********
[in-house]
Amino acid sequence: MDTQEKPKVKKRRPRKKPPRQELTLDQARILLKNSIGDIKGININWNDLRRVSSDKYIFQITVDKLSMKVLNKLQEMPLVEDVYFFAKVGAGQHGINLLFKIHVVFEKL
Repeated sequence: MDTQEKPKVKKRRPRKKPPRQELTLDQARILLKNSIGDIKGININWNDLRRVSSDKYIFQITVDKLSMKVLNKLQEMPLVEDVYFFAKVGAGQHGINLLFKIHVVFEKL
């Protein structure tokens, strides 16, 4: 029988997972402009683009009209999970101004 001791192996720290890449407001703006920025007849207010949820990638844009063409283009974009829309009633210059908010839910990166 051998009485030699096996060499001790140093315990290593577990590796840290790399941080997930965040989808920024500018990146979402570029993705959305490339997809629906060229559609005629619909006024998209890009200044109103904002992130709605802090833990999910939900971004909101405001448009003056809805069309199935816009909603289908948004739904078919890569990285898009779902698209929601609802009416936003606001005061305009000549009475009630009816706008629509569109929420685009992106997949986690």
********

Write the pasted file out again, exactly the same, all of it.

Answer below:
[in-house]
Amino acid sequence: MDTQEKPKVKKRRPRKKPPRQELTLDQARILLKNSIGDIKGININWNDLRRVSSDKYIFQITVDKLSMKVLNKLQEMPLVEDVYFFAKVGAGQHGINLLFKIHVVFEKL
Repeated sequence: MDTQEKPKVKKRRPRKKPPRQELTLDQARILLKNSIGDIKGININWNDLRRVSSDKYIFQITVDKLSMKVLNKLQEMPLVEDVYFFAKVGAGQHGINLLFKIHVVFEKL
């Protein structure tokens, strides 16, 4: 029988997972402009683009009209999970101004 001791192996720290890449407001703006920025007849207010949820990638844009063409283009974009829309009633210059908010839910990166 051998009485030699096996060499001790140093315990290593577990590796840290790399941080997930965040989808920024500018990146979402570029993705959305490339997809629906060229559609005629619909006024998209890009200044109103904002992130709605802090833990999910939900971004909101405001448009003056809805069309199935816009909603289908948004739904078919890569990285898009779902698209929601609802009416936003606001005061305009000549009475009630009816706008629509569109929420685009992106997949986690």